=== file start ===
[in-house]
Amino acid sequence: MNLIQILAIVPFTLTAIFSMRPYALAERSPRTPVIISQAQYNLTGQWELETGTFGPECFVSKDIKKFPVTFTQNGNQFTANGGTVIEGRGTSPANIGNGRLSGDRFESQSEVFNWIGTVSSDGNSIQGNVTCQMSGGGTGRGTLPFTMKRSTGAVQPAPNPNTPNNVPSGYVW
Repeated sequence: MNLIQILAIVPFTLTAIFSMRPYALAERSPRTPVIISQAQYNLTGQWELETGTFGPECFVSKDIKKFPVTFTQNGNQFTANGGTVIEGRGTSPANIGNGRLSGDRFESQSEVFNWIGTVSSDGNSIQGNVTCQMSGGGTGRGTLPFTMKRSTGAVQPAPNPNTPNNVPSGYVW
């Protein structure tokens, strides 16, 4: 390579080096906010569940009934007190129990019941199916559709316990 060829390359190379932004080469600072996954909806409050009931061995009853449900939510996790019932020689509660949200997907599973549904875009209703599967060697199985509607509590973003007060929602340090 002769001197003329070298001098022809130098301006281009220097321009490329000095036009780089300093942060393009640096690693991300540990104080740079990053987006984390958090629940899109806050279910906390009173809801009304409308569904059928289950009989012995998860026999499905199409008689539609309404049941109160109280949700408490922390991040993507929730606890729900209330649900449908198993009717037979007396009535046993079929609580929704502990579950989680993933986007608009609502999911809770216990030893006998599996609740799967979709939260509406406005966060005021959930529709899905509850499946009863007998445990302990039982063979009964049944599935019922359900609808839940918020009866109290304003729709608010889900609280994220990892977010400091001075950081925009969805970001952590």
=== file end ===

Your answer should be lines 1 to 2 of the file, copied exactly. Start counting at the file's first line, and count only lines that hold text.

[in-house]
Amino acid sequence: MNLIQILAIVPFTLTAIFSMRPYALAERSPRTPVIISQAQYNLTGQWELETGTFGPECFVSKDIKKFPVTFTQNGNQFTANGGTVIEGRGTSPANIGNGRLSGDRFESQSEVFNWIGTVSSDGNSIQGNVTCQMSGGGTGRGTLPFTMKRSTGAVQPAPNPNTPNNVPSGYVW